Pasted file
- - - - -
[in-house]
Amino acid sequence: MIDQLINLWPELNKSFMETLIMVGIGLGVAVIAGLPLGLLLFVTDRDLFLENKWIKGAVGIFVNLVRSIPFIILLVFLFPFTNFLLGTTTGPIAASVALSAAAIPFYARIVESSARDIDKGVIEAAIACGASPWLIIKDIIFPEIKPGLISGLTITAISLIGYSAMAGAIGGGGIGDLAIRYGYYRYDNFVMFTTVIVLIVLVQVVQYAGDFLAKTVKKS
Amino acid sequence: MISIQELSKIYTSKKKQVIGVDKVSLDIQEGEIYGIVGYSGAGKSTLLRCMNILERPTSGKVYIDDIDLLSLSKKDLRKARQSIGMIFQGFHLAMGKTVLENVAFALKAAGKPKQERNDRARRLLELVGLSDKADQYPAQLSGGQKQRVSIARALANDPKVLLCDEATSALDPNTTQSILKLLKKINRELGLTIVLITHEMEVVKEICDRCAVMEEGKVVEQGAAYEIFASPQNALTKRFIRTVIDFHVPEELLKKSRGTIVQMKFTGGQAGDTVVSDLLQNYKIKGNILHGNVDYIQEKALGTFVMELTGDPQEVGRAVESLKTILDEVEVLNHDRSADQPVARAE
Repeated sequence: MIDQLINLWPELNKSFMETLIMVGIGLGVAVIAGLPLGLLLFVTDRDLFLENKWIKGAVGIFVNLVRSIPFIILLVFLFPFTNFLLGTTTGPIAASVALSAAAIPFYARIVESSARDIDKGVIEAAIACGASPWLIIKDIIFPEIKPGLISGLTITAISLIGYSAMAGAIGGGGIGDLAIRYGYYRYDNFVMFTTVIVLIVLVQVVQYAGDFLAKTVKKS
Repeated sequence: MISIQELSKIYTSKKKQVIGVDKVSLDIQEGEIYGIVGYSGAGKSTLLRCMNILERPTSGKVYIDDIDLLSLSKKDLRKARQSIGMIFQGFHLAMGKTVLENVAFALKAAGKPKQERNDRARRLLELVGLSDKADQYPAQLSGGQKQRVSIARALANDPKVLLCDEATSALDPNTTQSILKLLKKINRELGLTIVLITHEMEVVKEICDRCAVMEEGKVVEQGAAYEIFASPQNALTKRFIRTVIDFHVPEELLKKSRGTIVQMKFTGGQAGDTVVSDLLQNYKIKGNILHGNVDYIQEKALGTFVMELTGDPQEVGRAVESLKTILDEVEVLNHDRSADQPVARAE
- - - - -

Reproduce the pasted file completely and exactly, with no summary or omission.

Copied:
[in-house]
Amino acid sequence: MIDQLINLWPELNKSFMETLIMVGIGLGVAVIAGLPLGLLLFVTDRDLFLENKWIKGAVGIFVNLVRSIPFIILLVFLFPFTNFLLGTTTGPIAASVALSAAAIPFYARIVESSARDIDKGVIEAAIACGASPWLIIKDIIFPEIKPGLISGLTITAISLIGYSAMAGAIGGGGIGDLAIRYGYYRYDNFVMFTTVIVLIVLVQVVQYAGDFLAKTVKKS
Amino acid sequence: MISIQELSKIYTSKKKQVIGVDKVSLDIQEGEIYGIVGYSGAGKSTLLRCMNILERPTSGKVYIDDIDLLSLSKKDLRKARQSIGMIFQGFHLAMGKTVLENVAFALKAAGKPKQERNDRARRLLELVGLSDKADQYPAQLSGGQKQRVSIARALANDPKVLLCDEATSALDPNTTQSILKLLKKINRELGLTIVLITHEMEVVKEICDRCAVMEEGKVVEQGAAYEIFASPQNALTKRFIRTVIDFHVPEELLKKSRGTIVQMKFTGGQAGDTVVSDLLQNYKIKGNILHGNVDYIQEKALGTFVMELTGDPQEVGRAVESLKTILDEVEVLNHDRSADQPVARAE
Repeated sequence: MIDQLINLWPELNKSFMETLIMVGIGLGVAVIAGLPLGLLLFVTDRDLFLENKWIKGAVGIFVNLVRSIPFIILLVFLFPFTNFLLGTTTGPIAASVALSAAAIPFYARIVESSARDIDKGVIEAAIACGASPWLIIKDIIFPEIKPGLISGLTITAISLIGYSAMAGAIGGGGIGDLAIRYGYYRYDNFVMFTTVIVLIVLVQVVQYAGDFLAKTVKKS
Repeated sequence: MISIQELSKIYTSKKKQVIGVDKVSLDIQEGEIYGIVGYSGAGKSTLLRCMNILERPTSGKVYIDDIDLLSLSKKDLRKARQSIGMIFQGFHLAMGKTVLENVAFALKAAGKPKQERNDRARRLLELVGLSDKADQYPAQLSGGQKQRVSIARALANDPKVLLCDEATSALDPNTTQSILKLLKKINRELGLTIVLITHEMEVVKEICDRCAVMEEGKVVEQGAAYEIFASPQNALTKRFIRTVIDFHVPEELLKKSRGTIVQMKFTGGQAGDTVVSDLLQNYKIKGNILHGNVDYIQEKALGTFVMELTGDPQEVGRAVESLKTILDEVEVLNHDRSADQPVARAE